Trabalhar Cansa (2011) - News Poster

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Top 100 Most Anticipated Foreign Films of 2016: #65. Marco Dutra’s Era el Cielo

Era el Cielo

Director: Marco Dutra

Writers: Lucia Puenzo, Caetano Gotardo, Sergio Bizzio

Brazilian director Marco Dutra‘s first feature (review), 2011’s Hard Labor (co-directed by Juliana Rojas) premiered in Un Certain Regard at Cannes and finally reached theatrical release in the Us several months ago courtesy of Kino Lorber. Since then, he directed the solo feature Era el Cielo (When I Was Alive), and will be ready with his third film, It Was Heaven in 2016. Dutra directs from a script co-authored by Hard Labor writer Caetano Gotardo and the team behind Xxy (2007), Sergio Bizzio and Argentinean director Lucia Puenzo. His first Spanish language production concerns “questioning masculinity roles, sexuality, and barriers of intimacy,” in a narrative about a man who comes home to see his wife violated by two strangers. Paralyzed, he doesn’t come to her rescue and she doesn’t realize he’s witnessed the attack. She
See full article at IONCINEMA.com »

Rt Features, Mundial, Pact For Dutra’s ‘Cielo’ (Exclusive)

Buenos Aires – Brazil’s Rt Features and Mundial, a joint venture of Im Global and Canana, the top Mexican production house, have pacted for Mundial to acquire world sales rights to “Era el Cielo,” written by Lucia Puenzo (“The German Doctor”) and highly-anticipated next feature of Brazilian Marco Dutra.

Deal links Mundial with Rodrigo Teixeira’s Sao Paulo-based Rt Features, one of Latin America’s most exciting – and unusual – film outfits. Producer of Noah Baumbach’s “Francis Ha,” Robert Eggers’ “The Witch” and James Gray’s upcoming “To the Stars,” Rt Features has also driven hard into a new generation of Brazilian directors, melding arthouse concerns with genre and narrative drive. “Cielo” is Mundial’s first deal with Rt Features.

First out of the gate, so one of their leading lights, is Dutra, whose Dezenove-produced debut “Hard Labor,” earned an Un Certain Regard slot, established him immediately as a talent to track.
See full article at Variety - Film News »

Hard Labor (Trabalhar Cansa) | Review

There’s a Ghost in Me: Dutra and Rojas Explore the Reductive State of Capitalism

The changing socioeconomic landscape in Brazil has had a direct impact on the burgeoning cinematic landscape as well. The country’s move into a capitalist economy has resulted in significant shifts, whether that is what defines a sense of neighborhood and community in recent offerings from Sergio Bianchi with The Tenants (2009) or Kleber Mendonca Filho’s Neighboring Sounds (2012) or the opportunities afforded members of the working class causing unavoidable fissures in traditional behaviors, like The Second Mother (2015). In Hard Labor, the directorial debut of Marco Dutra and Juliana Rojas, gender and class expectations are bungled in unexpected ways, where social upsets reveal the rotting infrastructure from within. Filled with allegorical instances, the striking debut unfolds with the delirious menace one would expect from a horror film, yet stays invested in the daily banalities of aching social reminders of limitations.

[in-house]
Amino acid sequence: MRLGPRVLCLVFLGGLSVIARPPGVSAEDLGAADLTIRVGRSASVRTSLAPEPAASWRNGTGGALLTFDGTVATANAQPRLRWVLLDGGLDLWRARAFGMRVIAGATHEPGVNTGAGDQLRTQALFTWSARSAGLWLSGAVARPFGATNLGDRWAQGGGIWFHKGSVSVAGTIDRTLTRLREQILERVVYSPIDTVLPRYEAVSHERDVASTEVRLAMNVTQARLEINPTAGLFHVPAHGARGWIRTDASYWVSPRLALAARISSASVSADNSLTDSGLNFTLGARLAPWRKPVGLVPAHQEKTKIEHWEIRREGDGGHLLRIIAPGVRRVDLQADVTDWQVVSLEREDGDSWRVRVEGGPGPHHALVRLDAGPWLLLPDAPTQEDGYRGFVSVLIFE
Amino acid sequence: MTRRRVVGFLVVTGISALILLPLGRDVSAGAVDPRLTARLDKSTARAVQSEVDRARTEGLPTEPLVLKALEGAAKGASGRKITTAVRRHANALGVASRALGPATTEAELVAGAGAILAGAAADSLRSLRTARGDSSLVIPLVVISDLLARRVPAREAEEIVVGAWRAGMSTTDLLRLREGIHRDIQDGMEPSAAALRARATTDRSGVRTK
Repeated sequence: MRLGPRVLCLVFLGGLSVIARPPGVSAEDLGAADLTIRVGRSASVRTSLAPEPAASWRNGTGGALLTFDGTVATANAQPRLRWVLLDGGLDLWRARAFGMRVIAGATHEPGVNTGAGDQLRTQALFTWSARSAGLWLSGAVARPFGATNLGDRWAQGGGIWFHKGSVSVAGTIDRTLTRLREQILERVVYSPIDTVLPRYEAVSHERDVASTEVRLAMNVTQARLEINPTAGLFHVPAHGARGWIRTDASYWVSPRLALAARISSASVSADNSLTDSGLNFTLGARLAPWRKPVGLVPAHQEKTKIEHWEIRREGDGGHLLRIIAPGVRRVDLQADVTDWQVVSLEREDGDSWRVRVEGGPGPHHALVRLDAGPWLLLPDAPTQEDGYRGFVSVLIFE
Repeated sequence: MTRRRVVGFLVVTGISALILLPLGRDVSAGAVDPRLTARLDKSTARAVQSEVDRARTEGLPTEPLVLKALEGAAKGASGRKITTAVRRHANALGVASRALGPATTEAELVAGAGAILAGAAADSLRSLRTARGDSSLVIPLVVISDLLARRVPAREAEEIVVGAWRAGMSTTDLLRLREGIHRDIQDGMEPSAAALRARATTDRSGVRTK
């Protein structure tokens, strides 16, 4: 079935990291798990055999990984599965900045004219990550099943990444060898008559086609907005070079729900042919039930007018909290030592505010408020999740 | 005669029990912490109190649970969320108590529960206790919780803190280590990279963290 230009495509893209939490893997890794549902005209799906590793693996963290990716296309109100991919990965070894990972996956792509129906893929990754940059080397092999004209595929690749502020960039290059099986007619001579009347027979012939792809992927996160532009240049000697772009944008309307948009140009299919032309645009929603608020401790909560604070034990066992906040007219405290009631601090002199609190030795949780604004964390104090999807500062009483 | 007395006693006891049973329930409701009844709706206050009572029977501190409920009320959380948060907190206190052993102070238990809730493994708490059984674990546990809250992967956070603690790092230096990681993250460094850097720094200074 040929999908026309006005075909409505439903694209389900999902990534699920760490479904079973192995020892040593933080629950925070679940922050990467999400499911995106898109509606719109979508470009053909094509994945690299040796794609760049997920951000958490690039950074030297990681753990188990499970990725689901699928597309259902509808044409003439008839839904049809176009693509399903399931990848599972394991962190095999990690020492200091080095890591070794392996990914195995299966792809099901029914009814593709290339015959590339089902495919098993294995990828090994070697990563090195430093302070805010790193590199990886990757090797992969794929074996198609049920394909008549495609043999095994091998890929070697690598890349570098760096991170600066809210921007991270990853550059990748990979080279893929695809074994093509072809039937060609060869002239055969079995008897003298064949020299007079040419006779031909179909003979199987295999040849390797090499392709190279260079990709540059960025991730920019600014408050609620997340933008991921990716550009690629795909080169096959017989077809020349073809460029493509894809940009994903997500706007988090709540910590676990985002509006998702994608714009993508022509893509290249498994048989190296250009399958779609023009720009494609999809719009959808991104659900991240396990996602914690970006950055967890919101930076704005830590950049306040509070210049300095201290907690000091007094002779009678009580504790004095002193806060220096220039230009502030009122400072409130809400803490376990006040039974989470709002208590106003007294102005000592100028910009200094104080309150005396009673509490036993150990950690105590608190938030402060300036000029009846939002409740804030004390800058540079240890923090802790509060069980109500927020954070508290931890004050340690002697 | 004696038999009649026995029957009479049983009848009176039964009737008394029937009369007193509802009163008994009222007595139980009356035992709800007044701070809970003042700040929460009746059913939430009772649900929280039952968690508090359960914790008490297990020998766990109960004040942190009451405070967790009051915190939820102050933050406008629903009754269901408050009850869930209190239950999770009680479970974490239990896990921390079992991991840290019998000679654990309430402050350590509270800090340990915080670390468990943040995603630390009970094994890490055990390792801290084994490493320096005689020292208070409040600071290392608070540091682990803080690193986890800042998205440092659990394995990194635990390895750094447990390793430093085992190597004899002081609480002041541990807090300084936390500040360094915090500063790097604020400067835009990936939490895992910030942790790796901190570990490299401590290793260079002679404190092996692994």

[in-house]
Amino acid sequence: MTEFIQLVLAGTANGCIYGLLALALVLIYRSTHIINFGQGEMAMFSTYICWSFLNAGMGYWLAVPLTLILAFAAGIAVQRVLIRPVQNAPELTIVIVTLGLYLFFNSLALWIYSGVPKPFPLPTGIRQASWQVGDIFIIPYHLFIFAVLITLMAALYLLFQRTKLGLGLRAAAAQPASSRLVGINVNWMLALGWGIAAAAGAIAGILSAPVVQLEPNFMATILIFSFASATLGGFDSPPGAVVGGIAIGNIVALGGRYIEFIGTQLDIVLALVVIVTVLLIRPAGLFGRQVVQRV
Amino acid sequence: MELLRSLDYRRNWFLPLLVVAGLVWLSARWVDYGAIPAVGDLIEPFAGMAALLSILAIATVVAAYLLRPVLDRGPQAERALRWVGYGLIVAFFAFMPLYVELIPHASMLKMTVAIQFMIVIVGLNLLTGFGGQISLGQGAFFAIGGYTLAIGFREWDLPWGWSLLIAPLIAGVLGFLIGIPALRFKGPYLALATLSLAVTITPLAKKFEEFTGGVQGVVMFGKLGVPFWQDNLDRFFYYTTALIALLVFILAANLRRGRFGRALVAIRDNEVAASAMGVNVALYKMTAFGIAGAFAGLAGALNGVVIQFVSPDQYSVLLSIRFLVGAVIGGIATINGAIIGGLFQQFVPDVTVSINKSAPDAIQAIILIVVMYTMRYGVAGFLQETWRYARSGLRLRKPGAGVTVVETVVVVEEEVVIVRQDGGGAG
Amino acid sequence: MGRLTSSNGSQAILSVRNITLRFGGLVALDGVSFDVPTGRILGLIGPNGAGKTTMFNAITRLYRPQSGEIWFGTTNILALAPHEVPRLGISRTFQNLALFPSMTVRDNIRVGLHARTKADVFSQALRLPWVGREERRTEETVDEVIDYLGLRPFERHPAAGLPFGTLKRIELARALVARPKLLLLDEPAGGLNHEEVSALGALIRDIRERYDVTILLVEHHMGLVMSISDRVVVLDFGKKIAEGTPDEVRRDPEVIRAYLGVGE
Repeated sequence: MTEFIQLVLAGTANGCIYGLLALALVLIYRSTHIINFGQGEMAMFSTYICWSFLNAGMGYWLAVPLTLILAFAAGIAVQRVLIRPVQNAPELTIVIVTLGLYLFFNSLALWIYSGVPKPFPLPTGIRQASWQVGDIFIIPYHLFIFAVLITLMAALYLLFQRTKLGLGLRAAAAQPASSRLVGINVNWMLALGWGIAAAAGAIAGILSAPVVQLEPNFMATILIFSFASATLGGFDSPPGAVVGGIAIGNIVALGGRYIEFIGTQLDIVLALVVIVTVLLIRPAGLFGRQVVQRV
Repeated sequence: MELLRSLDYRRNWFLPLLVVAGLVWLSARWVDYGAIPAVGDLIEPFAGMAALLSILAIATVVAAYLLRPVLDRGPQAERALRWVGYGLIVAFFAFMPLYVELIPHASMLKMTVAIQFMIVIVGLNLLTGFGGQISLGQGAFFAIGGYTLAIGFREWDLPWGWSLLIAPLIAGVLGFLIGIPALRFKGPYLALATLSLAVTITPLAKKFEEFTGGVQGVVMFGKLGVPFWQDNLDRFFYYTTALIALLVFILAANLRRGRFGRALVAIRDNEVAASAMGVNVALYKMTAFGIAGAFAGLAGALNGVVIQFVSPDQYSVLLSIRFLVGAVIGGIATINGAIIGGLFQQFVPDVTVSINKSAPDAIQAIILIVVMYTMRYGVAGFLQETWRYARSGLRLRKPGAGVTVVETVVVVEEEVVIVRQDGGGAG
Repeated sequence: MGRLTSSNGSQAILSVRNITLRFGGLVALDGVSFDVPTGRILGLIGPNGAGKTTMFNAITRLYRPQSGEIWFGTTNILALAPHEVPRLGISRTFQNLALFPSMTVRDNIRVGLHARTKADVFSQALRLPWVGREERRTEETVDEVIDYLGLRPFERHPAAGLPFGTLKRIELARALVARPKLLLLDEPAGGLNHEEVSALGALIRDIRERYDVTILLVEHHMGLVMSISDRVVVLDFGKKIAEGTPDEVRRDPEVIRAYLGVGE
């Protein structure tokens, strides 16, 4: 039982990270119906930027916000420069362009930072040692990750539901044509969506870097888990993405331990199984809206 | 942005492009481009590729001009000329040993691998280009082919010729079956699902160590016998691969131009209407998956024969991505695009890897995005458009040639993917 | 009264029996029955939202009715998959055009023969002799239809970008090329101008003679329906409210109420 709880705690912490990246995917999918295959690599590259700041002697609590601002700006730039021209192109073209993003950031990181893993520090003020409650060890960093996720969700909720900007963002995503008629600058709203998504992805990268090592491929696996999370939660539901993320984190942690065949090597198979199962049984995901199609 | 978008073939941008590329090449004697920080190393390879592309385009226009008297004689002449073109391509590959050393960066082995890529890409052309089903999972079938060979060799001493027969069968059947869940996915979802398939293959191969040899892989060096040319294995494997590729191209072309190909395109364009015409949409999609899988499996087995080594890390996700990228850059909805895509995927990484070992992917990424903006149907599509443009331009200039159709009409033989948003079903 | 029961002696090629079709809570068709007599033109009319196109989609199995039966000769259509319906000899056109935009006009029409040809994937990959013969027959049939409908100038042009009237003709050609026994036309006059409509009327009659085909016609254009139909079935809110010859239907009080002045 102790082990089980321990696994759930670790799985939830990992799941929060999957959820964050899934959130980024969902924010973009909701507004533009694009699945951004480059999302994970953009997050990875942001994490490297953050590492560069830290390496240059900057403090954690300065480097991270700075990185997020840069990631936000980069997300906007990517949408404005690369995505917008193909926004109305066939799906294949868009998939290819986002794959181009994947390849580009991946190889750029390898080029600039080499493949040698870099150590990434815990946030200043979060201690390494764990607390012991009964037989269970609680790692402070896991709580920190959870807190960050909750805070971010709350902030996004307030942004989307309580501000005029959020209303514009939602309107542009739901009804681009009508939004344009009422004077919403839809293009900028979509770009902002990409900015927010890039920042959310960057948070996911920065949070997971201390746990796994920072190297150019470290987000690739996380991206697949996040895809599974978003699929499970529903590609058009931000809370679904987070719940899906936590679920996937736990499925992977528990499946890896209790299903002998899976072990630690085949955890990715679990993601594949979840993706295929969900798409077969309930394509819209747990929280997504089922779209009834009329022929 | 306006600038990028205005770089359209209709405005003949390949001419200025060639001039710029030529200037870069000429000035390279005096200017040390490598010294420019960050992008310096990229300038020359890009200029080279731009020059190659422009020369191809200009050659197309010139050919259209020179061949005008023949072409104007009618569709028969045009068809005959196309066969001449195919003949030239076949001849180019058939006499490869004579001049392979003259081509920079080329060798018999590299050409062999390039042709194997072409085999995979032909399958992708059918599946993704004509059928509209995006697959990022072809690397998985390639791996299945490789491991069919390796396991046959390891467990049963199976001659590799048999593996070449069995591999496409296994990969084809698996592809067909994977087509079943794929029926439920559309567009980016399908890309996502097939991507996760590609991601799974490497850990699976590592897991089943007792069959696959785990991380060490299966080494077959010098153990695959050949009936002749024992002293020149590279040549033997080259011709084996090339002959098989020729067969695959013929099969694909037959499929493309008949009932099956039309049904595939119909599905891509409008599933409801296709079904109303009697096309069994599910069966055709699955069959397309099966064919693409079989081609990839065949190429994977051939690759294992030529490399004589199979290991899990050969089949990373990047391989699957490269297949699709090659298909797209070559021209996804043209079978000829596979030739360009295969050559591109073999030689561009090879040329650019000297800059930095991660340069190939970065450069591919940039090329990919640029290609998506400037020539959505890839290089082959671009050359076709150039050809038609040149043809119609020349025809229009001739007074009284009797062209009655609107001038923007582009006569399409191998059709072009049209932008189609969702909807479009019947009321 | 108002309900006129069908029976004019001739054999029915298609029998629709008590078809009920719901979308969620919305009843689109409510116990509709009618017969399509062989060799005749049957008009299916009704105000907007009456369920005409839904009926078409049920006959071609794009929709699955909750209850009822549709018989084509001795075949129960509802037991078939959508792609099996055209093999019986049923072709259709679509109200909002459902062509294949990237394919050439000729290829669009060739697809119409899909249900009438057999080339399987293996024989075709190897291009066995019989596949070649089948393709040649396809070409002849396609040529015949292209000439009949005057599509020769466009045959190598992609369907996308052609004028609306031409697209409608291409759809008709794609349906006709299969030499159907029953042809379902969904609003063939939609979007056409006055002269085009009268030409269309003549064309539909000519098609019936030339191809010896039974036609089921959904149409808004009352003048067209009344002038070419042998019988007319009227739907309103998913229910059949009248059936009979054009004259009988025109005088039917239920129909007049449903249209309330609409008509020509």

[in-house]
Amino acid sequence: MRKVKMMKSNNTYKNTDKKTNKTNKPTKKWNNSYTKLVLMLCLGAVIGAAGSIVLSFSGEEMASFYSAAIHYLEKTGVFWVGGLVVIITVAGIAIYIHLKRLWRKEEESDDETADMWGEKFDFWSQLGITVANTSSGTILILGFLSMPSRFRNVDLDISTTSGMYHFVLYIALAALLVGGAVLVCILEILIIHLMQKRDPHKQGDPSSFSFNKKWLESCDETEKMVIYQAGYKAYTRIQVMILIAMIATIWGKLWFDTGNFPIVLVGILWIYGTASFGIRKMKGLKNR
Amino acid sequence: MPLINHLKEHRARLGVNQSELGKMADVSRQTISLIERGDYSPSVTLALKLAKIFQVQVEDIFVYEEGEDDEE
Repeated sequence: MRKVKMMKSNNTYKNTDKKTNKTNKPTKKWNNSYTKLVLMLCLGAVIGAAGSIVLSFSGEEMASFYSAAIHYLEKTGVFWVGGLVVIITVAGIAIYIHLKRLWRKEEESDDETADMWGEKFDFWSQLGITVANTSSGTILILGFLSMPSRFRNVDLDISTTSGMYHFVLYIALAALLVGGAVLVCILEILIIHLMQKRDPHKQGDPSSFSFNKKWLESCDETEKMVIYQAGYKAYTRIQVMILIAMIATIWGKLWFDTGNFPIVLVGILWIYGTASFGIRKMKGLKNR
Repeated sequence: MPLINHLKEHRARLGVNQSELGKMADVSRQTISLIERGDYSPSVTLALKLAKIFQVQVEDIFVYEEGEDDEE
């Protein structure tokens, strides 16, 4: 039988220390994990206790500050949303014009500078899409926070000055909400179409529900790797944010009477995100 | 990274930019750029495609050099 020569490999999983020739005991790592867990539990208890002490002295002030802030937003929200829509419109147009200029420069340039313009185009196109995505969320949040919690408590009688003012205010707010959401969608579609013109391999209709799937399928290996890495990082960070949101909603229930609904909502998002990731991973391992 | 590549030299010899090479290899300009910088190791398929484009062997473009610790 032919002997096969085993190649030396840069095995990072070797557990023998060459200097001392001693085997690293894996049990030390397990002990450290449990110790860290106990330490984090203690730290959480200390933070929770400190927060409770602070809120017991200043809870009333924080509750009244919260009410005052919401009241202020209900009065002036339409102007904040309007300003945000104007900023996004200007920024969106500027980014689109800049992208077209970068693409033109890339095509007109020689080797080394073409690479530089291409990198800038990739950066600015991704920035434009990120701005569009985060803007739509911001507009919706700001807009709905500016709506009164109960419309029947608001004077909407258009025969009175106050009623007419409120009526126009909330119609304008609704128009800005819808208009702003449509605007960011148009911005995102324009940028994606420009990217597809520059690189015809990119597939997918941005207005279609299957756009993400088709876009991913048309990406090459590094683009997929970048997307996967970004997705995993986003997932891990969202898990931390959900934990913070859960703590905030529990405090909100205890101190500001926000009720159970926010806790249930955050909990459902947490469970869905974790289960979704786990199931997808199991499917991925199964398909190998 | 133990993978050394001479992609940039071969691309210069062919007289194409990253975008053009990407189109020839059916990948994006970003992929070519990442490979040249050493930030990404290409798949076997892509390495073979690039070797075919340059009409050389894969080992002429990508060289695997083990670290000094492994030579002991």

See full article at IONCINEMA.com »

Watch: Getting Back on Your Feet is a Terrifying Ordeal in Trailer for Brazilian Horror 'Hard Labor'

2015 has been an outstanding year for Brazilian cinema in the U.S. with several acclaimed films opening theatrically across all genres. "A Wolf at the Door," "The Second Mother," "The Moving Creatures," "I Touched All Your Stuff," co-productions such as "Trash," and the upcoming animated feature "The Boy and the World," all give us a taste of the the sophisticated and authentic stories being produced in the South American nation. However, the horror genre had not been truly represented among these offers until now.

Marco Dutra and Juliana Rojas' "Hard Labor" was originally released in its home country back in 2011 and played in competition in the Un Certain Regard section of the Cannes Film Festival that year, but is just now getting a theatrical release thanks to the recently launched distribution company Cinema Slate. This unsettling portrait of the social and economic issues that afflict the modern world intelligently uses the horror genre as a means to decisively deliver its bold ideas.

"Hard Labor" opens on October 30, just in time for Halloween, at New York's Cinema Village.

The official synopsis reads: "In 'Hard Labor,' a straight middle-class couple slowly succumbs to the allures of entrepreneurship – and the horrors of an increasingly schizophrenic job market. Although emotionally in sync, Helena (Helena Albergaria) and her white-collar husband Otavio (Marat Descartes), suddenly find themselves at opposite ends of the labor force: just as she gets ready to open a grocery store (and become a business owner), he is fired from a “stable” job. As Otávio goes through a series of humiliating and ego-crushing job interviews (and is forced to re-invent himself for a new job market), Helena jumpstarts her grocery store in a mysterious (and progressively deteriorating) building. Soon enough, her enthusiasm for a better future begins to give way to a dark, pervasive doom – and Otávio’s self-upgrading morphs into an eerie transformation.Beautifully translating the evanescent forces of cyber-age economics into a Grand Guignol of kitchen-sink sensibilities, 'Hard Labor' is unlike any other Brazilian film you’ve seen in the last decade."